Platelets have been implicated as mediators of mesangial cell proliferation. Of interest is a potential role for platelet secretory proteins (some of which are known to be growth factors) in proliferative glomerular disease. This study examines the effect of sullndac, an inhibitor of platelet thromboxane A2 generation and platelet activation, on the development of glomerular cystic and proliferative lesions after injection of habu snake venom (HSV). To examine the association of platelet secretory proteins with glomerular lesions after HSV, anti-serum against a pool of platelet secretory cationic proteins (PSCPs) was used, by immunofluorescence, as a marker of the secretory component of platelet activation in platelet-compromised and normal rats. Uninephrectomized rats received sulindac (60 mg/kg body weight) or vehicle daily before and after HSV (2 mg/kg body weight, IV). Glomerular cysts, proliferative nodules, and mixed lesions (cystic plus proliferative) were quantitated and PSCP localization was examined 48 hours after HSV. Sulindac substantially reduced the total number of glomerular lesions and preferentially reduced proliferative lesions when compared with controls. PSCPs localized in glomerular lesions in both groups and paralleled the severity of disease, but overall intensity of PSCP staining was less in sulindac-treated rats. Sulindac did not alter renal function before HSV, ruling out hemodynamic factors. The concomitant localization of PSCPs in glomerular lesions and amelioration by antiplatelet therapy supports a role for platelet secretory proteins in this model of proliferative glomerular disease.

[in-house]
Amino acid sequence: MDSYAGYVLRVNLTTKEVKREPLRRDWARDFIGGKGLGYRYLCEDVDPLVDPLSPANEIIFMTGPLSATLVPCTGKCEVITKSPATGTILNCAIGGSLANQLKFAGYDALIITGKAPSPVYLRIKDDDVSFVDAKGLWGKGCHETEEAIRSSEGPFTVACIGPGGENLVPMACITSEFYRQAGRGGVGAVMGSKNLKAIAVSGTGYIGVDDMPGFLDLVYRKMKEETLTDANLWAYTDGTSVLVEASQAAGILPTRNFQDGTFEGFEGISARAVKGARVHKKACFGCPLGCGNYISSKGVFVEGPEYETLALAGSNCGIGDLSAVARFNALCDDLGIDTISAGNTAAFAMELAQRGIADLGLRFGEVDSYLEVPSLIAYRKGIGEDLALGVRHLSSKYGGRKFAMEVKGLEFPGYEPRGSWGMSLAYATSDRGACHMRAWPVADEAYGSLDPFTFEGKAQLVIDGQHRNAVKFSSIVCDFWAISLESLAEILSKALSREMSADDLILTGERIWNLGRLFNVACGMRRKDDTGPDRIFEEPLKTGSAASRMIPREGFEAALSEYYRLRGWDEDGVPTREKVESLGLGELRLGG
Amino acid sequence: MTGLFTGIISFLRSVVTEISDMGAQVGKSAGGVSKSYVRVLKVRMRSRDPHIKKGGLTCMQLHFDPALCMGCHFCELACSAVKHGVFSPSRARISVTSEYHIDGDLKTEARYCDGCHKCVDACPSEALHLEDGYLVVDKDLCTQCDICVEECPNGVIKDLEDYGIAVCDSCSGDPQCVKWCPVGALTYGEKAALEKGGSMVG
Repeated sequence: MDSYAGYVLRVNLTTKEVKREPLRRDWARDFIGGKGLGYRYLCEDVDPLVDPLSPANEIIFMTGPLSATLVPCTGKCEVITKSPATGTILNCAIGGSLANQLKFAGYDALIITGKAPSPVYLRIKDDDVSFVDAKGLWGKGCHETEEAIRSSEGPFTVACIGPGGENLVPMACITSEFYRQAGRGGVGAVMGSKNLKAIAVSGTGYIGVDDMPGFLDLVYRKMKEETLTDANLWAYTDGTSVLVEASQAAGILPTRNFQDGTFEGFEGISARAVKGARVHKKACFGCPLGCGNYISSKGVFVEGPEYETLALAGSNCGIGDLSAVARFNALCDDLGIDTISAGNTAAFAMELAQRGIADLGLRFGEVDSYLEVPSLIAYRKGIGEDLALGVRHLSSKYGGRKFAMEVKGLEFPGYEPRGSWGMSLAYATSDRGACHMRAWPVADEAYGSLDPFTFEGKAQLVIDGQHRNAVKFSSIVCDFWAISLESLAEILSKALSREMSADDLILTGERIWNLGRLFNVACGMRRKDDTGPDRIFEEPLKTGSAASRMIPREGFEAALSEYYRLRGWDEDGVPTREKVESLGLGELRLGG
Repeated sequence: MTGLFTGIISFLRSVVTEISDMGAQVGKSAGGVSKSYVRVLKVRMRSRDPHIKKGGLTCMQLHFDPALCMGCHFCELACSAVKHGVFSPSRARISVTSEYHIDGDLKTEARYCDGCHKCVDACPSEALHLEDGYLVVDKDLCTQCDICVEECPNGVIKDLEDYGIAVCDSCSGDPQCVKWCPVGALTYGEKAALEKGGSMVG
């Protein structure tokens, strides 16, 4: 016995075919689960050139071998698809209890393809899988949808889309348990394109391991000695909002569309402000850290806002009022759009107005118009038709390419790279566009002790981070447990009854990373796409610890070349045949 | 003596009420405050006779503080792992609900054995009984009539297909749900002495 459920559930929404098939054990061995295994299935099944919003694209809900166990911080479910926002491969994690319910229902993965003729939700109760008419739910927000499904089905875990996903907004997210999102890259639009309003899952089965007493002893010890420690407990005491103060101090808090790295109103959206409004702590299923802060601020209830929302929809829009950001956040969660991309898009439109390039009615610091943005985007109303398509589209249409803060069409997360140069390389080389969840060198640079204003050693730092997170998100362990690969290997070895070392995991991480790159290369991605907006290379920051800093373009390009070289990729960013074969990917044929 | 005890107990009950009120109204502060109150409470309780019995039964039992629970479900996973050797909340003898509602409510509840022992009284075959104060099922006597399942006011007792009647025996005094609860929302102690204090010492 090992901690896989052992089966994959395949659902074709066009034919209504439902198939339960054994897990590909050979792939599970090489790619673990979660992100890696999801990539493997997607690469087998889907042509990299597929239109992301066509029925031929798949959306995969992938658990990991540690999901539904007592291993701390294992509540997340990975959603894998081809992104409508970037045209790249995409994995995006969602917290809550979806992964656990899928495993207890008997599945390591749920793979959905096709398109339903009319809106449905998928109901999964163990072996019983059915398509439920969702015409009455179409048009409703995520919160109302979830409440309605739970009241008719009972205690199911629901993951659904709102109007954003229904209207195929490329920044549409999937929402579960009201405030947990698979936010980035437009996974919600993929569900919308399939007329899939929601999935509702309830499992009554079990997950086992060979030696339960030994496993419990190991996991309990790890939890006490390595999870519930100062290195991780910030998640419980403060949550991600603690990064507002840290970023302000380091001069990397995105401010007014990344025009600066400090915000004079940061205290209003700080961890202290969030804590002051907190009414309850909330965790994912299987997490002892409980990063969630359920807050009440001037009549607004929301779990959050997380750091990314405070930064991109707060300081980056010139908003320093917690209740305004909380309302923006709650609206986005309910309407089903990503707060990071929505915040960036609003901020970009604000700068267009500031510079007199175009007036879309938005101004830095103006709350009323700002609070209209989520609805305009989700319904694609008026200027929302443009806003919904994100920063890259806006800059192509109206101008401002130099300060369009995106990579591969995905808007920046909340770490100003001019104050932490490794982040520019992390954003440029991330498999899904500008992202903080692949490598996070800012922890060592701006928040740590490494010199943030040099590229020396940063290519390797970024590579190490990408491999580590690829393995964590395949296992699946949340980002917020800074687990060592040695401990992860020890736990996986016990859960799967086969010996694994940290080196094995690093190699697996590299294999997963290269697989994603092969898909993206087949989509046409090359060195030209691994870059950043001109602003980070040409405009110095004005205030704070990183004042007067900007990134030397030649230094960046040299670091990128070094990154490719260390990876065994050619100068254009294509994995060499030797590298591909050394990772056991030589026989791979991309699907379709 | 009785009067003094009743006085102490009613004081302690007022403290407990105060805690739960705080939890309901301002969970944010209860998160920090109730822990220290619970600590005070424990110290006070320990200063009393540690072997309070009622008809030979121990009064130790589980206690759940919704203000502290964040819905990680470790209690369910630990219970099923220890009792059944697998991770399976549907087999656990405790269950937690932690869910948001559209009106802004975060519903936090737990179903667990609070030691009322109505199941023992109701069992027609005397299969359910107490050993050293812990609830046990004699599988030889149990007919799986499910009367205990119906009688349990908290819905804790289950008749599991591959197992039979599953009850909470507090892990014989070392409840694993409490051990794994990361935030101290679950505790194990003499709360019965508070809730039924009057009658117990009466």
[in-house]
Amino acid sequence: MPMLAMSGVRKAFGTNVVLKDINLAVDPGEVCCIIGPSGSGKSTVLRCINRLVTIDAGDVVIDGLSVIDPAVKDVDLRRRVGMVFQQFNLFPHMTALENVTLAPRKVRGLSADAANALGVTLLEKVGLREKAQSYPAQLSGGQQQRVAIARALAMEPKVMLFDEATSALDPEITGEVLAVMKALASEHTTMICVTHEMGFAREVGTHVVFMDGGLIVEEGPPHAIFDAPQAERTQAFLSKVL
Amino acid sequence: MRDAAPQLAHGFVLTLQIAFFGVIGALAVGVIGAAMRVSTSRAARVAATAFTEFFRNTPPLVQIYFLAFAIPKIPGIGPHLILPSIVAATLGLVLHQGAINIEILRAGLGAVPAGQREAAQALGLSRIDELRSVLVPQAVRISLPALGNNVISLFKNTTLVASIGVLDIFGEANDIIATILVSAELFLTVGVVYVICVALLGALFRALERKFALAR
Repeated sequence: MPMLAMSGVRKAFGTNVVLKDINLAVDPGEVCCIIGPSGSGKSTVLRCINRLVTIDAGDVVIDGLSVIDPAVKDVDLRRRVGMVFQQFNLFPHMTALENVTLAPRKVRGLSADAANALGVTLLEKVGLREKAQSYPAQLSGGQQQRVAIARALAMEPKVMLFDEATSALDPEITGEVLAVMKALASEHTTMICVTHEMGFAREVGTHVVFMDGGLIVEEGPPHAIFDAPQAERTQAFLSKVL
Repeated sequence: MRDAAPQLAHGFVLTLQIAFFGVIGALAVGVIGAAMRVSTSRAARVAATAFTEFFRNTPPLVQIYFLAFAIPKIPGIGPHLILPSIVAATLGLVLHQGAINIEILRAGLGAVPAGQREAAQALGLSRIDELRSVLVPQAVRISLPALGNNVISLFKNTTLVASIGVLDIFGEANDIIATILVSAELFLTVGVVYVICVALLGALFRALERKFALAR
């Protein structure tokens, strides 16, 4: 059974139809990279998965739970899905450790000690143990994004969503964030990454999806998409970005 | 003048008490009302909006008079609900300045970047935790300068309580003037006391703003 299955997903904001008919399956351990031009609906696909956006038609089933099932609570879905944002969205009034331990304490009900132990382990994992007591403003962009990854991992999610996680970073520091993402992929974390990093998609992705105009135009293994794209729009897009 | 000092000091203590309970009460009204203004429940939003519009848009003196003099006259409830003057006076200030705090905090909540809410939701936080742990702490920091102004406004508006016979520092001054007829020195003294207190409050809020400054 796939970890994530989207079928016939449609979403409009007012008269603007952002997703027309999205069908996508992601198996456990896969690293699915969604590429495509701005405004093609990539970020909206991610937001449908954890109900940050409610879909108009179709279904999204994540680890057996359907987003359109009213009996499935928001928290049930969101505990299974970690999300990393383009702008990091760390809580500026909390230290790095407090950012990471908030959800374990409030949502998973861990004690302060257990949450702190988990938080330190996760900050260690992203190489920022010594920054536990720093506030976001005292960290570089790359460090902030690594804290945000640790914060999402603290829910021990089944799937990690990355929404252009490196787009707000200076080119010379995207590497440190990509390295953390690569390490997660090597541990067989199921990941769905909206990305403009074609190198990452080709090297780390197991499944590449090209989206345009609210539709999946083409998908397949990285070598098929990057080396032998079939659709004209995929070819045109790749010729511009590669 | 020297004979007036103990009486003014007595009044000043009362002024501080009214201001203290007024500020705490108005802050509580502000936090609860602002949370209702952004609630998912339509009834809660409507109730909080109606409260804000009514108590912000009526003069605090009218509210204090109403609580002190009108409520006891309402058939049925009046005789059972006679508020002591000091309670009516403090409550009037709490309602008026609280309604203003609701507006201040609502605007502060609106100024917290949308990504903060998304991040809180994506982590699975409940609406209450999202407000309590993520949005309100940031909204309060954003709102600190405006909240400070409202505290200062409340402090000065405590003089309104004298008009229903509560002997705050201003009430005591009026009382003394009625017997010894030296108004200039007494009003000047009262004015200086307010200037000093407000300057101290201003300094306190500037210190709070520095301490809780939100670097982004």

|Original language||English (US)|
|Number of pages||7|
|Journal||The Journal of Laboratory and Clinical Medicine|
|State||Published - Aug 1989|
ASJC Scopus subject areas
- Pathology and Forensic Medicine